Consumer Law

Check That Date: Expired Goods on Store Shelves

If you're harmed by an out-of-date product, you might have recourse in state or federal law.

Sell-by date. Best if used by date. Expired by date. Are you mystified by the meaning of the little phrases stamped on the underside of your cans or on your gallon of milk? If a product that hasn’t expired makes you sick, do you have any legal options? Some knowledge of what these terms mean, and what they don’t mean, can make you a better consumer.

Is Selling Expired Goods Illegal?

You might find it surprising that federal law doesn’t require a manufacturer to put an expiration date on a product. Additionally, baby formula and baby food are the only products that can’t be sold after it expires.

Even so, state governments are free to regulate the selling of expired goods, and many do. For example, states have filed and settled lawsuits with major retailers for selling expired food and medications.

What’s the Purpose of Expiration Dates?

When checking items for sale, you may come across several different terms, such as “best before,” “best if used by,” “sell by,” “freeze by” or “expired by.” The manufacturer provides the dates to give you an idea of how fresh the product is, not whether it is dangerous or not. In most cases, a product is still good to use even after the date stamped on the container. However, you might not want to take a chance and instead, avoid expired products altogether.

What If a Product Makes Me Sick?

Sometimes consumers end up harmed by a product. If the company that made the product—or the store that sold it—is responsible for the injury, you might be able to recover money to compensate you. To do so, you’ll likely file a civil lawsuit under a “product liability” theory (unless your state has a particular law covering your situation). This law holds manufacturers, distributors, and sellers of faulty products responsible for harm caused by those goods.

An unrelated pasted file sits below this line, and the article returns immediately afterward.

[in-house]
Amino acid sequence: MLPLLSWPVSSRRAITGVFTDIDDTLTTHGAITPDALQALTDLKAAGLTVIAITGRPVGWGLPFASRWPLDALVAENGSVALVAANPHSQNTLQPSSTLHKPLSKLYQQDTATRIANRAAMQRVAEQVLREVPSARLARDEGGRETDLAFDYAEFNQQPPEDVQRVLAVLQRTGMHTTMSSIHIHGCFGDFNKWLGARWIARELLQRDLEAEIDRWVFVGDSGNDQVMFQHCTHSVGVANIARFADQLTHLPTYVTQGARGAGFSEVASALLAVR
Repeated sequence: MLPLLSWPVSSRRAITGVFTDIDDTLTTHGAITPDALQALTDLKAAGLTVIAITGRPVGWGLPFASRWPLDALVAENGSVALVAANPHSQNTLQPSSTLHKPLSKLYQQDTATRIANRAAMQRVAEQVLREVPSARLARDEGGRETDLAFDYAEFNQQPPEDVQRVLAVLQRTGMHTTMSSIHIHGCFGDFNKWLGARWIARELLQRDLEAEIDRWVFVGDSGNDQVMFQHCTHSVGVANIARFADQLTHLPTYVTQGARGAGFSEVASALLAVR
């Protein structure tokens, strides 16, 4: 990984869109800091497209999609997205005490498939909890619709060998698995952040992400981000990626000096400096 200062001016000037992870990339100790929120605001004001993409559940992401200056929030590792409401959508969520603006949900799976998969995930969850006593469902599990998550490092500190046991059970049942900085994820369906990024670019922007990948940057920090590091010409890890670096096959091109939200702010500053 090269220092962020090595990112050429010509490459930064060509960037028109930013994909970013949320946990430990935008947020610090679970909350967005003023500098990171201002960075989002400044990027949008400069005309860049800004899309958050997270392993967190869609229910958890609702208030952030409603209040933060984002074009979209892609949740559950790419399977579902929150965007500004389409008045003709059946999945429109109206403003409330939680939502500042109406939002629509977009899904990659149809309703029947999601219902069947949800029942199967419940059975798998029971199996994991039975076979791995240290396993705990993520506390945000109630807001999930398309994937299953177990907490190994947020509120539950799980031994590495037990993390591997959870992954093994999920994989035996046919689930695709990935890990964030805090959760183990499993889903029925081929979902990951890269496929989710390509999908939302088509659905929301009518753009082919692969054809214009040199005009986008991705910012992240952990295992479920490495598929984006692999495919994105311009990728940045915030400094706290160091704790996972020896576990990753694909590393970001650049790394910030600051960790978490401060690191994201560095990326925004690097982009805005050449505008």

It’s important to understand that under this theory, it doesn’t matter whether the product is past its expiration date or not. To prevail, you’ll need to prove that the manufacturer or seller was responsible for your injuries.

But that alone won’t be enough. An attorney will likely want to be able to show that you suffered a significant harm before agreeing to take your case. For instance, a stomachache caused by bad milk that lasts for a few hours and leaves no lasting effects might not be worth much regarding pain, lost time, or money. Therefore, a good line of defense in the marketplace is to protect yourself by avoiding expired products in the first place.

(If you're considering pursuing an action on your own, you can learn about the process in Success In Small Claims Court.)

Suggestions for Dealing With Expired Products

If you purchase an expired product or notice that your local store often sells old goods, here are some things you can do.

  • If you accidentally buy a product that is past its expiration date, return it to the store for an exchange or refund.
  • Write a letter to your store manager and send a copy to the store’s corporate headquarters or home office.
  • You can file a complaint with your state attorney general, the FDA, and the Better Business Bureau.
(You can learn more about the rights of consumers by reading the article Consumer Protection Laws.)

Questions for Your Attorney

  • What steps are appropriate to take if I believe an expired product has harmed me?
  • To whom do I report an expired product?
  • Does my state have a law that will provide protection against expired products?

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